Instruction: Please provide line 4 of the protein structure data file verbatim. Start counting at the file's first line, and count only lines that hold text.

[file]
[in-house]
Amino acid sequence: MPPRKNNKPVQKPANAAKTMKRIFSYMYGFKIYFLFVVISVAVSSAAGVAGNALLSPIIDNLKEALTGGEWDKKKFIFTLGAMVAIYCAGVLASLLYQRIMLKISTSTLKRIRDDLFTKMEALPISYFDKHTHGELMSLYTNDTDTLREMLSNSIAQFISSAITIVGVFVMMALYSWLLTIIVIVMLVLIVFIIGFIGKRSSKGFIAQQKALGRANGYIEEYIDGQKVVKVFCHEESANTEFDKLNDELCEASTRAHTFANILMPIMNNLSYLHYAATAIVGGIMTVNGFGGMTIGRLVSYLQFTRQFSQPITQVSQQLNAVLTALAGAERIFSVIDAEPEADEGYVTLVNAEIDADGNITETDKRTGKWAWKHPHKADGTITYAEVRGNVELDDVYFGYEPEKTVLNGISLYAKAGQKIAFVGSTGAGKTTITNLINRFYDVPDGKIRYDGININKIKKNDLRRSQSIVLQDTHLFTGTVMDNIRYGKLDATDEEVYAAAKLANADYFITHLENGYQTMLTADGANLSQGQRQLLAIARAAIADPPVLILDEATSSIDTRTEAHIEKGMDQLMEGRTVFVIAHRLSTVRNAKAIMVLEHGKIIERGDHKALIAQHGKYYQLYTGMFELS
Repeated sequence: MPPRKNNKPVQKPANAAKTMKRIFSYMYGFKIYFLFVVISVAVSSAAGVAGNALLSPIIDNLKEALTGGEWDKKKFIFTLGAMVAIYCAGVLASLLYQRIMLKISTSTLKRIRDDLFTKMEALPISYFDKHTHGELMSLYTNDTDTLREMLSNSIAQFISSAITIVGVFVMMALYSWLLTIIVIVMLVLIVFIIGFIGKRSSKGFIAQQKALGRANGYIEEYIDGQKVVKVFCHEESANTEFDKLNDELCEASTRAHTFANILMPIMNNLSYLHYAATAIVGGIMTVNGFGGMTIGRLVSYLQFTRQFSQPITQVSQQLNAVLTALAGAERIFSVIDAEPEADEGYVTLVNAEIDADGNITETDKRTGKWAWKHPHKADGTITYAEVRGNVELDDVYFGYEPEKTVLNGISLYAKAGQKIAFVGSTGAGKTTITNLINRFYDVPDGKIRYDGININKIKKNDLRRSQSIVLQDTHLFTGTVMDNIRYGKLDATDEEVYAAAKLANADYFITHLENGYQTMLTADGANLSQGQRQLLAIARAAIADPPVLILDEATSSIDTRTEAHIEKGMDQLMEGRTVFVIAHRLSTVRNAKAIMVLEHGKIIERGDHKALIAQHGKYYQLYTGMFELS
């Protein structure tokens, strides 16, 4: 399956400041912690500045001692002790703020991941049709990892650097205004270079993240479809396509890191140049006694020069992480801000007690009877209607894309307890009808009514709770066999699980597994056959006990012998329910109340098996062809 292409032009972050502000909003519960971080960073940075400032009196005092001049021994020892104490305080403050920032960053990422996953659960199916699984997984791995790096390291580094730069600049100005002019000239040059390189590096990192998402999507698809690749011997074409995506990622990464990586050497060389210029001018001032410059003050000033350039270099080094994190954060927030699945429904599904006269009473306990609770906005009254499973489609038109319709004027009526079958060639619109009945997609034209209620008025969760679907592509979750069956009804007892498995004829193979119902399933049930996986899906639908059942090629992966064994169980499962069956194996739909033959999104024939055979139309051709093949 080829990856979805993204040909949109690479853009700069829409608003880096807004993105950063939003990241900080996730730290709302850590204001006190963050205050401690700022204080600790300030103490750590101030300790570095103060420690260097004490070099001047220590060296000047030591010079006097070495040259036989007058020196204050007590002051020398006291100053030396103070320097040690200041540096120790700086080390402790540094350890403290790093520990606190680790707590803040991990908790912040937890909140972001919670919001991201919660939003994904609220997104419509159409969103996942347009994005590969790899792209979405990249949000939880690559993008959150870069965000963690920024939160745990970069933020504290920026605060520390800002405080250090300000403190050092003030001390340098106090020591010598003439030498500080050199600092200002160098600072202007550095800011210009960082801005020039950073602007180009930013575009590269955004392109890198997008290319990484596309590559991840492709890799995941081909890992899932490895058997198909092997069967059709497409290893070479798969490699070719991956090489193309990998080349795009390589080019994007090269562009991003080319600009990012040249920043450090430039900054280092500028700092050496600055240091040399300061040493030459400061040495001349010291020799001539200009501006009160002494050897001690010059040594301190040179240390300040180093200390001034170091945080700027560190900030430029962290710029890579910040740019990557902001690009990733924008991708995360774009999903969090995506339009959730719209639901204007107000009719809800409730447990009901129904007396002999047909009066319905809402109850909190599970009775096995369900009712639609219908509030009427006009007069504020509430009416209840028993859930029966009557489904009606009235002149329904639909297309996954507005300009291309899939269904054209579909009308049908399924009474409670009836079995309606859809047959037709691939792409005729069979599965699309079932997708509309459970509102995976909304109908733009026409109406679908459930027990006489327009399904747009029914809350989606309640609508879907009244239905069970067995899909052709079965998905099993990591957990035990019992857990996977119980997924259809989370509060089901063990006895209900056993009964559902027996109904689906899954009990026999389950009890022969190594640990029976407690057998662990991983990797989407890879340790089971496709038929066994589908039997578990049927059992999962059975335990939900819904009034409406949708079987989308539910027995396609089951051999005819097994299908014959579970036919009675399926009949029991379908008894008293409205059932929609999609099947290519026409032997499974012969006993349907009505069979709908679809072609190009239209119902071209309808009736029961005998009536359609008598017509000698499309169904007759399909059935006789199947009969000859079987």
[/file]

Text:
């Protein structure tokens, strides 16, 4: 399956400041912690500045001692002790703020991941049709990892650097205004270079993240479809396509890191140049006694020069992480801000007690009877209607894309307890009808009514709770066999699980597994056959006990012998329910109340098996062809 292409032009972050502000909003519960971080960073940075400032009196005092001049021994020892104490305080403050920032960053990422996953659960199916699984997984791995790096390291580094730069600049100005002019000239040059390189590096990192998402999507698809690749011997074409995506990622990464990586050497060389210029001018001032410059003050000033350039270099080094994190954060927030699945429904599904006269009473306990609770906005009254499973489609038109319709004027009526079958060639619109009945997609034209209620008025969760679907592509979750069956009804007892498995004829193979119902399933049930996986899906639908059942090629992966064994169980499962069956194996739909033959999104024939055979139309051709093949 080829990856979805993204040909949109690479853009700069829409608003880096807004993105950063939003990241900080996730730290709302850590204001006190963050205050401690700022204080600790300030103490750590101030300790570095103060420690260097004490070099001047220590060296000047030591010079006097070495040259036989007058020196204050007590002051020398006291100053030396103070320097040690200041540096120790700086080390402790540094350890403290790093520990606190680790707590803040991990908790912040937890909140972001919670919001991201919660939003994904609220997104419509159409969103996942347009994005590969790899792209979405990249949000939880690559993008959150870069965000963690920024939160745990970069933020504290920026605060520390800002405080250090300000403190050092003030001390340098106090020591010598003439030498500080050199600092200002160098600072202007550095800011210009960082801005020039950073602007180009930013575009590269955004392109890198997008290319990484596309590559991840492709890799995941081909890992899932490895058997198909092997069967059709497409290893070479798969490699070719991956090489193309990998080349795009390589080019994007090269562009991003080319600009990012040249920043450090430039900054280092500028700092050496600055240091040399300061040493030459400061040495001349010291020799001539200009501006009160002494050897001690010059040594301190040179240390300040180093200390001034170091945080700027560190900030430029962290710029890579910040740019990557902001690009990733924008991708995360774009999903969090995506339009959730719209639901204007107000009719809800409730447990009901129904007396002999047909009066319905809402109850909190599970009775096995369900009712639609219908509030009427006009007069504020509430009416209840028993859930029966009557489904009606009235002149329904639909297309996954507005300009291309899939269904054209579909009308049908399924009474409670009836079995309606859809047959037709691939792409005729069979599965699309079932997708509309459970509102995976909304109908733009026409109406679908459930027990006489327009399904747009029914809350989606309640609508879907009244239905069970067995899909052709079965998905099993990591957990035990019992857990996977119980997924259809989370509060089901063990006895209900056993009964559902027996109904689906899954009990026999389950009890022969190594640990029976407690057998662990991983990797989407890879340790089971496709038929066994589908039997578990049927059992999962059975335990939900819904009034409406949708079987989308539910027995396609089951051999005819097994299908014959579970036919009675399926009949029991379908008894008293409205059932929609999609099947290519026409032997499974012969006993349907009505069979709908679809072609190009239209119902071209309808009736029961005998009536359609008598017509000698499309169904007759399909059935006789199947009969000859079987």